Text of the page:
Bounce? Two polls show Trump's job approval rising after Mueller's findings were revealed

Four words: Glide path to reelection.

Well, no. But there is some encouraging news — emphasis on “some.” If you thought Trump being cleared on collusion might free up some “soft” opponents to change their minds about him, there’s early evidence you were right. Reuters:

The Reuters/Ipsos poll measured the public reaction in the United States on Monday and Tuesday, after the report summary was released, gathering online responses from 1,003 adults, including 948 who said they had at least heard of the summary findings…

Trump’s approval rating got a slight boost, with 43 percent of Americans saying they approved of his performance in office, the highest he has polled so far this year and an increase of 4 percentage points compared to a similar poll last week.

A bounce! But not a huge one thus far, which makes sense given the poll’s other findings. Asked whether they believed “Trump or someone from his campaign worked with Russia to influence the 2016 election,” 48 percent still said yes despite Mueller’s findings, a decrease of just six points over the previous week. Whether that declines further and by how much will probably depend on how assertive Mueller’s actual report is in clearing Trump of collusion. If the thrust of it is that there’s little reason to believe Trump knew anything about contacts with Russia, his bounce might grow. If the thrust is that there’s plenty of reason to believe he knew but not enough evidence to support a finding of probable cause on a conspiracy charge, not so much. In fact, I wonder in that case if Trump’s job approval might actually start to drop.

The other poll that’s detecting a bounce is his old favorite Rasmussen, which has POTUS up five points to 50 percent after beginning the week at 45. Fifty percent isn’t unusual for him in a Rasmussen poll, though: He touched that mark on March 8 and touched it again on February 18. It’s possible, of course, that his numbers are still on the way up and he’ll reach 55 percent or whatever in Rasmussen’s data next week. He’s not there yet but the trendlines are good.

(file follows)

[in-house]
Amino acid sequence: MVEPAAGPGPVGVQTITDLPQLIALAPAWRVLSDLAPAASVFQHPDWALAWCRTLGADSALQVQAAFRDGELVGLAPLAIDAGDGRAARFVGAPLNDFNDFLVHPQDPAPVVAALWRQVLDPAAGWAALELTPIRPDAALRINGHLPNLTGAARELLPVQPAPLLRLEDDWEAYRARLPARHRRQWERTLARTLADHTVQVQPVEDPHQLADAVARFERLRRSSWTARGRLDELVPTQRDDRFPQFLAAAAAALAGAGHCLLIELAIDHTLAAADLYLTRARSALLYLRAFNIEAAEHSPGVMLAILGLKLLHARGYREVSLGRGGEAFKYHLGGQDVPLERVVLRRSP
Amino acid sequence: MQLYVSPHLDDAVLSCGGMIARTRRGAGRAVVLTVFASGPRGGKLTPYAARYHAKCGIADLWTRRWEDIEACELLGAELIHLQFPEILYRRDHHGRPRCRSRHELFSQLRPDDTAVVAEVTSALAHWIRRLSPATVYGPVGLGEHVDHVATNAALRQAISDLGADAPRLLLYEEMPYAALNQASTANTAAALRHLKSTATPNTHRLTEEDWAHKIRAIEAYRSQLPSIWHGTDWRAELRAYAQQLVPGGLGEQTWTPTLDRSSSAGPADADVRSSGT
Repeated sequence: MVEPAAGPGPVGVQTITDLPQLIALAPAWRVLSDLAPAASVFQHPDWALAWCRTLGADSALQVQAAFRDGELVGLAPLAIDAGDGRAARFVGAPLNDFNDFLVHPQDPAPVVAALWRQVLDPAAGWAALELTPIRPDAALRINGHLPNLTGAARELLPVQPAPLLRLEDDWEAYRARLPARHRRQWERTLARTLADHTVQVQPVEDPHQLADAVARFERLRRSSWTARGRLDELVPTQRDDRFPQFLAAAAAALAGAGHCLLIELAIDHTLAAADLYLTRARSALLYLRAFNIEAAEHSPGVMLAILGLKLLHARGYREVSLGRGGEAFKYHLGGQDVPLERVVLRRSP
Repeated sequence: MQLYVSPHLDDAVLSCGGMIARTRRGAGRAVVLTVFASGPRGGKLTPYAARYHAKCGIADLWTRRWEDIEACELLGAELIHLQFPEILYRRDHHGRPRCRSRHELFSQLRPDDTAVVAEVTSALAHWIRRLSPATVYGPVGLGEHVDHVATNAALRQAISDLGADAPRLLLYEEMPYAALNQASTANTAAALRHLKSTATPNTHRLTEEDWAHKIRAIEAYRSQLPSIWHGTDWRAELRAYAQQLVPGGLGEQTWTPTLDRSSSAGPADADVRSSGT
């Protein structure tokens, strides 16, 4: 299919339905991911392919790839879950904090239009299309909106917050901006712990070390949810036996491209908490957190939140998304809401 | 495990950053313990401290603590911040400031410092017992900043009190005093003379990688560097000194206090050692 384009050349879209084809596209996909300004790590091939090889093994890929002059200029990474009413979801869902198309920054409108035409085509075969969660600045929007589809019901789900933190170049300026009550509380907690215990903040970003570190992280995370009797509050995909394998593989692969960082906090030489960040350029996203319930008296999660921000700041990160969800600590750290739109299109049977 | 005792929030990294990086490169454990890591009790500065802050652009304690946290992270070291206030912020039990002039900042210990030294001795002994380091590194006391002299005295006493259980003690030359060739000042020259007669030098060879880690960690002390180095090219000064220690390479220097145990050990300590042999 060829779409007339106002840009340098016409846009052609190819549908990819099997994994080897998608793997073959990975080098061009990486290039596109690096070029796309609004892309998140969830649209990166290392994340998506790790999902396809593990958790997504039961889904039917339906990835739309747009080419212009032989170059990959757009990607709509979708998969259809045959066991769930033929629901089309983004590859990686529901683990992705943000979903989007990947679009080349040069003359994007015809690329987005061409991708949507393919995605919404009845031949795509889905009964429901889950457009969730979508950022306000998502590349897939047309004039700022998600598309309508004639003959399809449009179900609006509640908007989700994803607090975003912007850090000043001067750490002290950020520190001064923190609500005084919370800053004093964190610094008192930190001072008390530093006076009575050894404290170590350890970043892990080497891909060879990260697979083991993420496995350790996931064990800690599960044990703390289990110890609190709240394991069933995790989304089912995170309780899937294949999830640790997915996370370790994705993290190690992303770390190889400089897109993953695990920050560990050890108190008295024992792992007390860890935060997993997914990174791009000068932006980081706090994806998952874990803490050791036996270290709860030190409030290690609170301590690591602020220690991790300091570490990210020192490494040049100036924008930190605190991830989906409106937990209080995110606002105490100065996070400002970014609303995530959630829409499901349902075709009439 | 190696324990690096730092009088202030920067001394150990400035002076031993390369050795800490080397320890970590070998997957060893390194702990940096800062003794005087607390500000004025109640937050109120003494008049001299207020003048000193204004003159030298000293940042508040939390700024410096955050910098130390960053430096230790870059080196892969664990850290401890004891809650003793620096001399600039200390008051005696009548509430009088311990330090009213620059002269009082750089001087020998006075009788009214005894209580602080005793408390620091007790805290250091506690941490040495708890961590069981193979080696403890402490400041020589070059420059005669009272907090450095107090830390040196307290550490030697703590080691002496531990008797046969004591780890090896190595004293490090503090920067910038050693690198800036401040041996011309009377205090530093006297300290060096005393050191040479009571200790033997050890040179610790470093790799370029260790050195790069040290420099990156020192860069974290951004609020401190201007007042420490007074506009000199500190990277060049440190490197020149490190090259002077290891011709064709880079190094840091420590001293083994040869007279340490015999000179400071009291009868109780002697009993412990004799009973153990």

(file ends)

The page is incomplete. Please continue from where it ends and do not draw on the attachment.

These aren’t the only new polls out there, though. Take a peek at the top of FiveThirtyEight’s tracker for the latest numbers from various pollsters, bearing in mind that Bill Barr’s summary of Mueller’s findings was released on March 24. Comparing numbers from different pollsters before and after that date will give you a sense of any bounce. On March 23-24, YouGov had Trump at 41 percent approval; today it has him at, uh, 39. Between March 20-23, Harris Interactive put Trump at 45 percent; since Barr’s summary was released, they still have him at 45. Morning Consult found a very modest bump of one point between March 22-24 on the one hand and March 25-26 on the other. Pew happened to have a poll in the field on the day Barr’s summary became public:

The survey by Pew Research Center, conducted March 20-25 among 1,503 adults, finds that 40% approve of the way Trump is handling his job as president, little changed since January (37%). The survey was largely completed when Attorney General William Barr announced March 24 that special counsel Robert Mueller had found no evidence that Trump’s presidential campaign conspired with Russia to influence the 2016 election. Trump’s job rating was not significantly different in the days following the release of Barr’s report (March 24-25) than before his announcement (March 20-23).

All in all, FiveThirtyEight sees a change of just 0.3 percent on average between last Thursday and today, and it should be noted that even the two polls that are seeing a bounce for Trump (Reuters and Rasmussen) don’t have him at unprecedented levels. He’s been at 43 percent before in Reuters and, as noted up top, at 50 percent in Rasmussen. There’s nothing to panic about yet since Mueller’s full report hasn’t even been disclosed, but a weak bounce after it’s released and the findings have been fully digested by the public would be discouraging for 2020. Trump needs to be higher than 43 percent job approval to have a good shot at reelection next year and Russiagate has been one of the heaviest weights on his presidency. To finally be rid of that weight and still not be able to attain higher altitude suggests this plane has more serious problems than Mueller’s probe.

On the other hand, Trump’s really no worse off approval-wise than Obama and Clinton were at around this time in their own presidencies before they went on to comfortable reelection victories. All he needs is for the economy to continue to perform at an unbelievable pace for the next 18 months. Piece o’ cake.

Here he is today reassuring America that the White House isn’t going to defund the Special Olympics. How the hell electoral poison like that ended up on the policy menu for even five minutes, I have no idea.